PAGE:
Still, developers took what was good from Unix, and reimplemented a free version of it. Down to the Unix programming language: C...
Think of Mono as following the same process: we are bringing the best technology out there to our beloved free software platform...
There is the issue that we might not be able to keep up (right now, we dont, as .NET Framework 1.0 is already out there, and we are, well still underway). Also, theoretically there is the risk of a given API being unimplementable on Unix.
Even if that is the case, we still win, because we would get this nice programming environment, that althought might not end up
being 100% .NET Framework compatible, it would still be an improvement and would still help us move forward.
Now, as a hacker, I believe that being able to pick a language based on it's basic merits and your own proclivities, rather than the libraries available for it, is one of the greatest holy grails of software engineering. I don't know how many times I've thought to myself "gee, I'd love to code this in Ruby", only to wind up coding it in Perl because Perl was the only language with the existing libraries I needed for the job. As a dyed-in-the-wool OO programmer, it's sickening to see every new language reimplement hundreds of basic libraries from scratch. Just look at the scripting languages: Perl, Python, TCL, Guile, Ruby, etc... each one has it's own, incompatible set of libraries which do effectively the exact same things. And the developer communites for the newer languages, rather than spending their energy on creating brand-new, never-before-thought-of libraries, are busily re-doing all the work that went into something like CPAN, making the same mistakes, finding the same bugs, writing the same code.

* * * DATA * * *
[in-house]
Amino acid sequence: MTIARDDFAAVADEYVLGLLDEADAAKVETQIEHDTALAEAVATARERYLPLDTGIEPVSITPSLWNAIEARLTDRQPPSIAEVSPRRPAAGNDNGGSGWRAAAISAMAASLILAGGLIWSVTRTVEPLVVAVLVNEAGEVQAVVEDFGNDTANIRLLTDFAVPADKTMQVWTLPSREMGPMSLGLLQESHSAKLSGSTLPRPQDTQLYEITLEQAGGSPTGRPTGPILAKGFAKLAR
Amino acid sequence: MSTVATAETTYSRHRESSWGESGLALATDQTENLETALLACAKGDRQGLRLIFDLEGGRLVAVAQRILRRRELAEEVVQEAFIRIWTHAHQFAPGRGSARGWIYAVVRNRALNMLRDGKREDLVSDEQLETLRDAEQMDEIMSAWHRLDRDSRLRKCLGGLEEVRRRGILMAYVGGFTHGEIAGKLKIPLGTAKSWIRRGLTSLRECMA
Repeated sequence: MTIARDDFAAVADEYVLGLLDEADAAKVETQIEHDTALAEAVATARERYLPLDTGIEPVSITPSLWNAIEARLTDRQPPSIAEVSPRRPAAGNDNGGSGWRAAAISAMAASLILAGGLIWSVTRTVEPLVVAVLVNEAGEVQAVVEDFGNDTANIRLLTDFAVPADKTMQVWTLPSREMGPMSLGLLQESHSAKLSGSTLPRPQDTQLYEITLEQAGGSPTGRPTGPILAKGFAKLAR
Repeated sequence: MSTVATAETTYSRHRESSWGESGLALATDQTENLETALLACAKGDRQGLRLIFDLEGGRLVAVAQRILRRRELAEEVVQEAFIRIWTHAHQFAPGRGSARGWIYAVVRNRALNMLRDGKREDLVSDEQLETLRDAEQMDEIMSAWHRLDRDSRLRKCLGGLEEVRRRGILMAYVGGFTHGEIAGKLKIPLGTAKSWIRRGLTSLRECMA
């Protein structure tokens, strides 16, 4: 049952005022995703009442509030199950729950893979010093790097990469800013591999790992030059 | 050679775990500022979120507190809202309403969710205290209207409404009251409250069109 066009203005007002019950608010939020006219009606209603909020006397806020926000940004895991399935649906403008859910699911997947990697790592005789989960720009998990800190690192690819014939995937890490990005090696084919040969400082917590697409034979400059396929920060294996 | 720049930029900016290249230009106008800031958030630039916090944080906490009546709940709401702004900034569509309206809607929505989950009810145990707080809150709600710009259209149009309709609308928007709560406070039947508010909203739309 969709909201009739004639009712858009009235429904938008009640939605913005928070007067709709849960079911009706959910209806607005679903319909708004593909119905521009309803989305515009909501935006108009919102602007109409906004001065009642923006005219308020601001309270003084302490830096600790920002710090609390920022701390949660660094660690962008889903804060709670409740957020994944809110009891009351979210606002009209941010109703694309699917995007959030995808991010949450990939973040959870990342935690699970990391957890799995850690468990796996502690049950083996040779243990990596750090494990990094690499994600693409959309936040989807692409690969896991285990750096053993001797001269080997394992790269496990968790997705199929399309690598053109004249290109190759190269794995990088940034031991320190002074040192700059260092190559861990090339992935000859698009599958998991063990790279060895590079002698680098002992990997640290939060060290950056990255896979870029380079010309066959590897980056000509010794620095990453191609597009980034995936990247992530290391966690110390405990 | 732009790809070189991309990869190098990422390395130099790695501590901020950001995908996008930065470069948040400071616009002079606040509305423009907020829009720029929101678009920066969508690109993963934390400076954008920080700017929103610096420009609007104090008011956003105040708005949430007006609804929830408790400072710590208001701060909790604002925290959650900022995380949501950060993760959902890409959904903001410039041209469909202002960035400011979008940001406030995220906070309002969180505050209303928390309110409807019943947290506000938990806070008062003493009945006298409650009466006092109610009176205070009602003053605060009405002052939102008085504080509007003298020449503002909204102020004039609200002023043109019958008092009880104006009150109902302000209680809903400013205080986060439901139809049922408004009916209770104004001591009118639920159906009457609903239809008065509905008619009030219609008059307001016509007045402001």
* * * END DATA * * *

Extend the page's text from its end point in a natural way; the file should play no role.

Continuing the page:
One would think that NIH syndrome would be something only encountered in the competitive corporate world, what with Free Software's ideals of share-and-share-alike and being able to build on other people's ideas. But the amount of code duplication is staggering - just search on freshmeat for Gtk+/GNOME mail readers sometime. I've encountered the attitude myself in the Ruby community. I've brought up the subject of creating a Ruby-to-Perl bridge, so that Ruby code could use CPAN libraries (similar to the Perl Inline::* libraries), to be met with blank disinterest. Instead, I was told to add the libraries I needed to a public wishlist, so that Ruby developers could tackle re-implementing them when they have the time.
I'm sorry, but this is not the attitude of a Pragmatic Programmer. In accordance with the First Virtue of a programmer, Laziness, hackers reuse code whenever possible. I don't want some poor developer to have to go and recode and debug some boring library, making all the same mistakes the original implementor made all over again; I want to pull in an existing library from whatever language it was written in, and use it as if it were a native library. I want to write libraries in C++, back-end server code in Java, a web interface in PHP, a desktop GUI in Python, and have it all work together seamlessly, without having to write reams of interfacing code. This is the dream that Miguel and his Mono coders are in the process of making reality; and I say, more power to them.